Another witness had told the magistrates that the girls at these parties were dressed in a provocative, vulgar fashion. Again DSK accepted the facts. "At these types of evenings, the girls can be provocatively dressed, but that doesn't prove that they were prostitutes." Then he offered the magistrates a lesson in debauchery (le libertinage is the word DSK used). "You must understand that it consists in having free and consensual relationships. You may think what you want so far as morals are concerned, but the sex was not paid for."

But what about the differences in age? Two of the girls were in their early twenties. "Do you think that if they had not been paid, they would have contemplated having sexual relations with you taking into account the age difference?" "Madame," replied DSK to one of the magistrates, "many of the young women with whom I have been able to have a sexual transaction – sorry, the word is badly chosen – a sexual relationship, had the same difference of age."

Finally, the magistrates are getting somewhere. DSK has moved away from his "accept the facts, dispute the interpretation" line and failed to prevent a slip of the tongue – "a transaction". And, at the same time, he has become boastful about his conquests, potentially another weakness. So they press DSK further on the use of language.

In the messages between DSK and the four friends that the magistrates had seen, he had referred to the girls as "material" and, when the friends and the girls had had to travel to meet him, as their "baggage". The magistrates commented: "You seem to have little regard or respect for the young women, one of whom has told us that she felt as if she was an object for purely sexual consumption." All DSK could say was that he had indeed used such descriptions but that he did not, nevertheless, consider women as objects.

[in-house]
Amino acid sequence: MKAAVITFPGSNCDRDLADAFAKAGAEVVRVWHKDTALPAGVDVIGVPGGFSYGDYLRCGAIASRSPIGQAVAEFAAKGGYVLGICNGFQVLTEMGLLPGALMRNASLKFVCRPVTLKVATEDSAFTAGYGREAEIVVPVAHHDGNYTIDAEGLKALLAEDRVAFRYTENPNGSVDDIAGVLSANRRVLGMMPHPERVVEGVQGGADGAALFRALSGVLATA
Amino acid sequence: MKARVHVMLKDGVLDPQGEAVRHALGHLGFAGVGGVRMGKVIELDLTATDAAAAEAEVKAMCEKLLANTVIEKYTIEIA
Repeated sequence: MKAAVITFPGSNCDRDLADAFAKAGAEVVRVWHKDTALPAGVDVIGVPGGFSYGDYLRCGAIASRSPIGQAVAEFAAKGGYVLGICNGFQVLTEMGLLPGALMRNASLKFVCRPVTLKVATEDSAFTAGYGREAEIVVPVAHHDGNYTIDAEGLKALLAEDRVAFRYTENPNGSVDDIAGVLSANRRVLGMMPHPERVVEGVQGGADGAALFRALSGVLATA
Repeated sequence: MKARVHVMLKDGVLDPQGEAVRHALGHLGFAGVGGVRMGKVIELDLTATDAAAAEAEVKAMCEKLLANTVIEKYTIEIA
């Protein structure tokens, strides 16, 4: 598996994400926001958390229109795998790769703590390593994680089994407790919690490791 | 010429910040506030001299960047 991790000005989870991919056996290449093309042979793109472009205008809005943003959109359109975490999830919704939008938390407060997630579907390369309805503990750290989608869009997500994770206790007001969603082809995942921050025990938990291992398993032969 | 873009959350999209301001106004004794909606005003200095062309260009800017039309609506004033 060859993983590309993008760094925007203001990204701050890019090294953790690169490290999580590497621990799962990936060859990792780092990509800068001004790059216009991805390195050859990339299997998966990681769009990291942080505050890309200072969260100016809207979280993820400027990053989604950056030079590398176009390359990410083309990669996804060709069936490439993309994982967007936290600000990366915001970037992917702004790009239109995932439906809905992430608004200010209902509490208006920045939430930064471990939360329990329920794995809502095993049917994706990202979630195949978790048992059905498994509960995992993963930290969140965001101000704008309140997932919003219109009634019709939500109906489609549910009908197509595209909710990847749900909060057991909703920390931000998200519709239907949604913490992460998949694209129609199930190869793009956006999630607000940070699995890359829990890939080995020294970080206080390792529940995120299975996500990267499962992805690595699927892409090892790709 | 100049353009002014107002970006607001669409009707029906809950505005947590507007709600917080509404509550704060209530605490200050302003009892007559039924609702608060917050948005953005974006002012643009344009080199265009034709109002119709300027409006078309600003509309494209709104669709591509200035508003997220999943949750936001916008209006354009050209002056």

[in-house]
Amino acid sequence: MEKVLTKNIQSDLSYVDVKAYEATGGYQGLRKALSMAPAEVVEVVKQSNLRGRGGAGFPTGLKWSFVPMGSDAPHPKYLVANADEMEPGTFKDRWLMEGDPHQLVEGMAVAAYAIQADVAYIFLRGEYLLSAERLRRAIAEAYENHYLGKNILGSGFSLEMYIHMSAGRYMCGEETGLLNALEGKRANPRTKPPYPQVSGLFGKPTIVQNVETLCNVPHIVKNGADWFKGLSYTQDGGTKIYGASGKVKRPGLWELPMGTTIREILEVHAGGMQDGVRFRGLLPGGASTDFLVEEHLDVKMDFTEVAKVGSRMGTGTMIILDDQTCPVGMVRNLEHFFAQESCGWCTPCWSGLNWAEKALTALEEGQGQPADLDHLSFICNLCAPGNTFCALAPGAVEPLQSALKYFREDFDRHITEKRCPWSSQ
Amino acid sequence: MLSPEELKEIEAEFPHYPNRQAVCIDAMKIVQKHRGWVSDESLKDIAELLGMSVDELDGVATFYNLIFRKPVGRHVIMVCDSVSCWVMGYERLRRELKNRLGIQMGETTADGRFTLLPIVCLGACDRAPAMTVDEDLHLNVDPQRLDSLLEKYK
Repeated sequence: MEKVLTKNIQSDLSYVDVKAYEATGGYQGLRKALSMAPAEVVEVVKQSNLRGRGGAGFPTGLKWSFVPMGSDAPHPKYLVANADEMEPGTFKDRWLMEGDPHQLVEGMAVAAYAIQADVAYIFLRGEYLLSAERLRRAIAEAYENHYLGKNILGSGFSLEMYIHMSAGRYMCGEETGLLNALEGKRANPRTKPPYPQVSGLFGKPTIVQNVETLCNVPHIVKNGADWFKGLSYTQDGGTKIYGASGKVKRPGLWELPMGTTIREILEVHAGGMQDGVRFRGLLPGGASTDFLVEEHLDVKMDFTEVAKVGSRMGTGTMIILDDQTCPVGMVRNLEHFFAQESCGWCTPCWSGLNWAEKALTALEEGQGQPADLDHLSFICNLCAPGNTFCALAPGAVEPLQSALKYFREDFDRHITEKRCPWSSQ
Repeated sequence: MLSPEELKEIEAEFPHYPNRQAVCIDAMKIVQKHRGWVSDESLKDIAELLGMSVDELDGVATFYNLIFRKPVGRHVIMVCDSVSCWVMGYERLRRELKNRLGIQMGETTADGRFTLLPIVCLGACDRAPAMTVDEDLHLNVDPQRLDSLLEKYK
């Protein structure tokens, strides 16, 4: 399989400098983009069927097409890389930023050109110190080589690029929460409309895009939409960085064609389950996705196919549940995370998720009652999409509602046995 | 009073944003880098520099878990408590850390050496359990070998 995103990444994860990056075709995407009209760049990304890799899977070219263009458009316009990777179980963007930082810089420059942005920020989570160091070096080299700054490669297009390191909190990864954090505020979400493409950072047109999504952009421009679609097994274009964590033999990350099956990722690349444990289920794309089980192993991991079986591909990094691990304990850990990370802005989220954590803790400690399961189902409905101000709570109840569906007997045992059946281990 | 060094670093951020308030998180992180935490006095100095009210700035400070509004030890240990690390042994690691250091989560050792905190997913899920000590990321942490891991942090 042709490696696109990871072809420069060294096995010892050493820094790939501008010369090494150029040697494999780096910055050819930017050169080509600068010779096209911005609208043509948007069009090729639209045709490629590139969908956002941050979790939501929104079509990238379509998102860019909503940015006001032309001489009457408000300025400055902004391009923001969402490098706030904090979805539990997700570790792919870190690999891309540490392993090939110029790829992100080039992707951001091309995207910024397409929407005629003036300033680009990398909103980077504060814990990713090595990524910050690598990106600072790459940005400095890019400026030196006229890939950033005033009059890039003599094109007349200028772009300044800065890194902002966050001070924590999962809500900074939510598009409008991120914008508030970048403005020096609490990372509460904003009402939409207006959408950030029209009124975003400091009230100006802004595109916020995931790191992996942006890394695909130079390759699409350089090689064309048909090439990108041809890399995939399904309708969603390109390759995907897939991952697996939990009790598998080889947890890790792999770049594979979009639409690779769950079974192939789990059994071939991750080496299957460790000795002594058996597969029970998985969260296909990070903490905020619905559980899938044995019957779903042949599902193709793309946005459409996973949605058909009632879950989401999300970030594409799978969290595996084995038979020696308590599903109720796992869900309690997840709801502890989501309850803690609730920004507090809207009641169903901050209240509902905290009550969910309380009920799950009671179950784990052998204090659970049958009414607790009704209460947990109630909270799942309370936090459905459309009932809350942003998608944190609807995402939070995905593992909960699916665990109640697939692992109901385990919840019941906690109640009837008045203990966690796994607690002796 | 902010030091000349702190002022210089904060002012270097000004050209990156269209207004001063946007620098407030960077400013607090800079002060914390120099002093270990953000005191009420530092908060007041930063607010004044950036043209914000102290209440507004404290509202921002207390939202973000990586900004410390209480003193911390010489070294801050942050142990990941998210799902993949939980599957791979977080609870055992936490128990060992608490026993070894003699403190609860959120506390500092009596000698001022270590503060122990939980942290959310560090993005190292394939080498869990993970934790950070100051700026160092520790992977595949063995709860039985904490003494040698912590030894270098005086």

The masterclass is beginning to go less well. But, unfortunately, the extracts stop at that point. I doubt if the verbal slips will serve to convict DSK. You cannot prove "understandings". Only agreements will do.

a.whittamsmith@independent.co.uk

React Now

  • Get to the point
Latest stories from i100
Have you tried new the Independent Digital Edition apps?
iJobs Job Widget
iJobs General

Recruitment Genius: Senior Digital Marketing Consultant

£28000 - £45000 per annum: Recruitment Genius: A Senior Digital Marketing Cons...

Recruitment Genius: Assistant Stores Keeper

£16640 - £18500 per annum: Recruitment Genius: An Assistant Stores Keeper is r...

Recruitment Genius: Claims Administrator

£16000 - £18500 per annum: Recruitment Genius: This is an excellent opportunit...

Recruitment Genius: Software Developer - C# / ASP.NET / SQL

£17000 - £30000 per annum: Recruitment Genius: Developer required to join a bu...

Day In a Page

Read Next
Thousands of Russian troops marched on Red Square in the annual Victory Day parade in a proud display of the nation's military might amid escalating tensions over Ukraine  

Once again, the West fails to understand Russia

Mary Dejevsky